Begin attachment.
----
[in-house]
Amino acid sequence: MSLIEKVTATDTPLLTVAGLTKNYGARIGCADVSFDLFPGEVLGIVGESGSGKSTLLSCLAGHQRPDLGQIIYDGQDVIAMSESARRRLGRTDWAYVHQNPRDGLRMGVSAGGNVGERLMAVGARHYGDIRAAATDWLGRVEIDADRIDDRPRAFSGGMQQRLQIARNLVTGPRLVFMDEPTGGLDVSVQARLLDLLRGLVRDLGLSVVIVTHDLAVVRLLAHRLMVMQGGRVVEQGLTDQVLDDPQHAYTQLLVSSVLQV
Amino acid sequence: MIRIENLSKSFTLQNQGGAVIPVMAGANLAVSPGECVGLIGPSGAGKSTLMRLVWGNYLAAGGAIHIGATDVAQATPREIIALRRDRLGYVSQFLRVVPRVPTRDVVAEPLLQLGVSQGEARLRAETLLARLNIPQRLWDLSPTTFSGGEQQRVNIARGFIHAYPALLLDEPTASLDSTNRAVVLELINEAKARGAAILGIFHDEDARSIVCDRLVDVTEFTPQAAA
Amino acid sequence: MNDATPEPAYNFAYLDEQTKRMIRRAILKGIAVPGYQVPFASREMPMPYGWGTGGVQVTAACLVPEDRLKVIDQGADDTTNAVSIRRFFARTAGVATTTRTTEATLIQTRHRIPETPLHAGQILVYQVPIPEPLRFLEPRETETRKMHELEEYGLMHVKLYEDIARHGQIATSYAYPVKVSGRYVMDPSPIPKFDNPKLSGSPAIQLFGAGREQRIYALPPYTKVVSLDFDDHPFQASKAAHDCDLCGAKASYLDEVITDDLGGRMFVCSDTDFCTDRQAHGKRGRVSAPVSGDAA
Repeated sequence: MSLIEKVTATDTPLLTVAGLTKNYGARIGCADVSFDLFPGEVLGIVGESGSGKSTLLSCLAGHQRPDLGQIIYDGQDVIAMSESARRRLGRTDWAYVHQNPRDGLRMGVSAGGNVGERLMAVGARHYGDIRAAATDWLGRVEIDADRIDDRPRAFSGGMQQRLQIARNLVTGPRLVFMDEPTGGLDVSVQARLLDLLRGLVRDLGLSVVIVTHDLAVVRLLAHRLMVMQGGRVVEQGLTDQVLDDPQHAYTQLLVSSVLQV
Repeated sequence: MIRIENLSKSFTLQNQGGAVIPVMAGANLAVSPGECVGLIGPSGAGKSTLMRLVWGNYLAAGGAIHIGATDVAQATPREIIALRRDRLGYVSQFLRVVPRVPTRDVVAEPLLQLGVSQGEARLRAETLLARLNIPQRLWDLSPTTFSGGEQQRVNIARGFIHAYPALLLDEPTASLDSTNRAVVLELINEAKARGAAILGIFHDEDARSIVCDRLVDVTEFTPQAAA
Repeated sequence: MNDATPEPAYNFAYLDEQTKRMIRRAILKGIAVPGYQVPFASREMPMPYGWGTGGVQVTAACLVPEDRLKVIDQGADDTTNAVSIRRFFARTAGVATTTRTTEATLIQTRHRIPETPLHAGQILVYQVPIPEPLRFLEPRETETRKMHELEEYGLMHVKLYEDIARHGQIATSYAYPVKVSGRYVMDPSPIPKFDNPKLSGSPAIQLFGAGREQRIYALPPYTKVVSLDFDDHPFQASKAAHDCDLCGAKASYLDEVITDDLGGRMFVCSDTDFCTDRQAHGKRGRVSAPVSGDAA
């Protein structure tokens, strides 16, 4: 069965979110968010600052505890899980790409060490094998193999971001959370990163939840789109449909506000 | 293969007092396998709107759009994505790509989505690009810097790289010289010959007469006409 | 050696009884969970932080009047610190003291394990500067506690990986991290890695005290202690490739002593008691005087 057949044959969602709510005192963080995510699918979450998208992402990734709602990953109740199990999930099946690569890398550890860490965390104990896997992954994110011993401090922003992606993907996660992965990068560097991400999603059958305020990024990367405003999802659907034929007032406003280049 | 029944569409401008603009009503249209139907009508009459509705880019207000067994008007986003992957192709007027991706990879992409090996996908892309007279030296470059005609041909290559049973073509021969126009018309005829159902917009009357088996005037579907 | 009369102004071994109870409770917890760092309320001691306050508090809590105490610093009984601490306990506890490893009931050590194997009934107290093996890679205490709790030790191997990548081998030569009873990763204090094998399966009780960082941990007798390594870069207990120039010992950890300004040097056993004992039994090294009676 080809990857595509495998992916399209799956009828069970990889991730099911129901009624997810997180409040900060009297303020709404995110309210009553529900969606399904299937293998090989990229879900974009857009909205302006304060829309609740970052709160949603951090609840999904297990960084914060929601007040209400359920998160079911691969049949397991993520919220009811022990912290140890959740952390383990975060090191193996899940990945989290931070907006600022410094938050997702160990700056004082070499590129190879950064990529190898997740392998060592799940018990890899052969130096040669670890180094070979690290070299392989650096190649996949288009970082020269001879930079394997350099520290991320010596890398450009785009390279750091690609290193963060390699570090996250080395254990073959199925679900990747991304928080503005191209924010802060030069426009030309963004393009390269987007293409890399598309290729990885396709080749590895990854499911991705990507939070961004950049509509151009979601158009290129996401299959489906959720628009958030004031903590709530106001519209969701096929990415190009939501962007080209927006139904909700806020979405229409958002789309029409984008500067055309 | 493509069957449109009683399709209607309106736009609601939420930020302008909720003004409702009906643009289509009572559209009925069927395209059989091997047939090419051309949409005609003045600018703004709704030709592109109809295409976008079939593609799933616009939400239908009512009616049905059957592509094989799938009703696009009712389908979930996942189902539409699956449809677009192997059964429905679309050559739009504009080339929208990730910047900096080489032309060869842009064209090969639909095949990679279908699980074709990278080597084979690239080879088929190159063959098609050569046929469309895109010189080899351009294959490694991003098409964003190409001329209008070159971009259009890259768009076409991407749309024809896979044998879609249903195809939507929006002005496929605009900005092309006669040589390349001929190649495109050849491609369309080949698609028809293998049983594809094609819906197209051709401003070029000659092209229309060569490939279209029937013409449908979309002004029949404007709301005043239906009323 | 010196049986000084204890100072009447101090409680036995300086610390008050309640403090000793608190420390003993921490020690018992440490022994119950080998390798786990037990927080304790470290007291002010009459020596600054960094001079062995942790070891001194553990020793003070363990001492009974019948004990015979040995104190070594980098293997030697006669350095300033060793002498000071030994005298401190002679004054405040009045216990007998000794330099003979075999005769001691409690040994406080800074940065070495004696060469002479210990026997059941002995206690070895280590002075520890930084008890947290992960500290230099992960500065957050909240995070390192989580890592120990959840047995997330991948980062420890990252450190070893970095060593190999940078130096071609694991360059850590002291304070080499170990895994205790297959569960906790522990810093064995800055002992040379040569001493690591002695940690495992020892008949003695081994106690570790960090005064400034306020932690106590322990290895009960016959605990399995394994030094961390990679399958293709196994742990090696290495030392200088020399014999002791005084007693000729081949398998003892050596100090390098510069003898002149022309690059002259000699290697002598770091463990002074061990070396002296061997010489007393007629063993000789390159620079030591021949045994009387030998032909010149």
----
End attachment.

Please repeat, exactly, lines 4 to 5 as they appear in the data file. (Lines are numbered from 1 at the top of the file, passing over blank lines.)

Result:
Amino acid sequence: MNDATPEPAYNFAYLDEQTKRMIRRAILKGIAVPGYQVPFASREMPMPYGWGTGGVQVTAACLVPEDRLKVIDQGADDTTNAVSIRRFFARTAGVATTTRTTEATLIQTRHRIPETPLHAGQILVYQVPIPEPLRFLEPRETETRKMHELEEYGLMHVKLYEDIARHGQIATSYAYPVKVSGRYVMDPSPIPKFDNPKLSGSPAIQLFGAGREQRIYALPPYTKVVSLDFDDHPFQASKAAHDCDLCGAKASYLDEVITDDLGGRMFVCSDTDFCTDRQAHGKRGRVSAPVSGDAA
Repeated sequence: MSLIEKVTATDTPLLTVAGLTKNYGARIGCADVSFDLFPGEVLGIVGESGSGKSTLLSCLAGHQRPDLGQIIYDGQDVIAMSESARRRLGRTDWAYVHQNPRDGLRMGVSAGGNVGERLMAVGARHYGDIRAAATDWLGRVEIDADRIDDRPRAFSGGMQQRLQIARNLVTGPRLVFMDEPTGGLDVSVQARLLDLLRGLVRDLGLSVVIVTHDLAVVRLLAHRLMVMQGGRVVEQGLTDQVLDDPQHAYTQLLVSSVLQV